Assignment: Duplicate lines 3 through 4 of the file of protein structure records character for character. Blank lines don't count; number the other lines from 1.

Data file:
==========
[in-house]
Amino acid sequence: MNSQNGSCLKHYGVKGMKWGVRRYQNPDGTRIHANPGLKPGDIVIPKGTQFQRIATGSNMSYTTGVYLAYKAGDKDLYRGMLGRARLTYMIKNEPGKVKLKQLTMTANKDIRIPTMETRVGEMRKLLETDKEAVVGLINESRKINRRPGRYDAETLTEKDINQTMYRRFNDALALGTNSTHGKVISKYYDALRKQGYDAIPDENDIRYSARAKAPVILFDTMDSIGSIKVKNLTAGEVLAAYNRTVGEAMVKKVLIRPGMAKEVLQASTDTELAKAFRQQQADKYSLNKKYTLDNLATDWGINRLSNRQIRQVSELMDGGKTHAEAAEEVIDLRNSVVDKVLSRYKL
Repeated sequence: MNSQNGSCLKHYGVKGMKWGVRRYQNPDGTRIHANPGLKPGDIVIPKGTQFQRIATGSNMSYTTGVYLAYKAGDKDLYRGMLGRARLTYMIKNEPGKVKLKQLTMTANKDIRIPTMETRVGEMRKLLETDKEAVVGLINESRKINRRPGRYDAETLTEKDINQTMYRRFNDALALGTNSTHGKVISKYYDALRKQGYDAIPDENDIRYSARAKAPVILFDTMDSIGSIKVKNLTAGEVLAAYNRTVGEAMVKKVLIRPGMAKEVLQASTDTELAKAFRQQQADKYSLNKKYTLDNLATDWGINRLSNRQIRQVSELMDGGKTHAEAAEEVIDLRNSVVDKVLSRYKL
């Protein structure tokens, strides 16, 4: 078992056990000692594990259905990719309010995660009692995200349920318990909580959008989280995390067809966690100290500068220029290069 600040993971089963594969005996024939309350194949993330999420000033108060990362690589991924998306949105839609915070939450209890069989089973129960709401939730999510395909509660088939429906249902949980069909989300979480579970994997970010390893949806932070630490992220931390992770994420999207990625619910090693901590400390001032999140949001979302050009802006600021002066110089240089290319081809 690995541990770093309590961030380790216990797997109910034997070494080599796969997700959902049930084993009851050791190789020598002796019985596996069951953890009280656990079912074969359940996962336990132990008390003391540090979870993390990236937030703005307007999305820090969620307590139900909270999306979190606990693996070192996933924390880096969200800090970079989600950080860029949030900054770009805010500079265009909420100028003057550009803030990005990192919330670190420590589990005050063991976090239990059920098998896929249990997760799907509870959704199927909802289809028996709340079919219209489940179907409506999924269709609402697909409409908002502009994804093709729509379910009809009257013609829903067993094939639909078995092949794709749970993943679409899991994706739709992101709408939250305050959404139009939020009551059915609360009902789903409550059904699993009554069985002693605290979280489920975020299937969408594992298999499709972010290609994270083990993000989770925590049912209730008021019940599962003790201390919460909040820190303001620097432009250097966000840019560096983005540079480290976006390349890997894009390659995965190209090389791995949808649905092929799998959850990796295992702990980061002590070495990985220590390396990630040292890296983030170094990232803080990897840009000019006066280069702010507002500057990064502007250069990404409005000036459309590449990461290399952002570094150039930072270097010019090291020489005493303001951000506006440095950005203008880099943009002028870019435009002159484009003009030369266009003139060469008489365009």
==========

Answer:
Repeated sequence: MNSQNGSCLKHYGVKGMKWGVRRYQNPDGTRIHANPGLKPGDIVIPKGTQFQRIATGSNMSYTTGVYLAYKAGDKDLYRGMLGRARLTYMIKNEPGKVKLKQLTMTANKDIRIPTMETRVGEMRKLLETDKEAVVGLINESRKINRRPGRYDAETLTEKDINQTMYRRFNDALALGTNSTHGKVISKYYDALRKQGYDAIPDENDIRYSARAKAPVILFDTMDSIGSIKVKNLTAGEVLAAYNRTVGEAMVKKVLIRPGMAKEVLQASTDTELAKAFRQQQADKYSLNKKYTLDNLATDWGINRLSNRQIRQVSELMDGGKTHAEAAEEVIDLRNSVVDKVLSRYKL
């Protein structure tokens, strides 16, 4: 078992056990000692594990259905990719309010995660009692995200349920318990909580959008989280995390067809966690100290500068220029290069 600040993971089963594969005996024939309350194949993330999420000033108060990362690589991924998306949105839609915070939450209890069989089973129960709401939730999510395909509660088939429906249902949980069909989300979480579970994997970010390893949806932070630490992220931390992770994420999207990625619910090693901590400390001032999140949001979302050009802006600021002066110089240089290319081809 690995541990770093309590961030380790216990797997109910034997070494080599796969997700959902049930084993009851050791190789020598002796019985596996069951953890009280656990079912074969359940996962336990132990008390003391540090979870993390990236937030703005307007999305820090969620307590139900909270999306979190606990693996070192996933924390880096969200800090970079989600950080860029949030900054770009805010500079265009909420100028003057550009803030990005990192919330670190420590589990005050063991976090239990059920098998896929249990997760799907509870959704199927909802289809028996709340079919219209489940179907409506999924269709609402697909409409908002502009994804093709729509379910009809009257013609829903067993094939639909078995092949794709749970993943679409899991994706739709992101709408939250305050959404139009939020009551059915609360009902789903409550059904699993009554069985002693605290979280489920975020299937969408594992298999499709972010290609994270083990993000989770925590049912209730008021019940599962003790201390919460909040820190303001620097432009250097966000840019560096983005540079480290976006390349890997894009390659995965190209090389791995949808649905092929799998959850990796295992702990980061002590070495990985220590390396990630040292890296983030170094990232803080990897840009000019006066280069702010507002500057990064502007250069990404409005000036459309590449990461290399952002570094150039930072270097010019090291020489005493303001951000506006440095950005203008880099943009002028870019435009002159484009003009030369266009003139060469008489365009």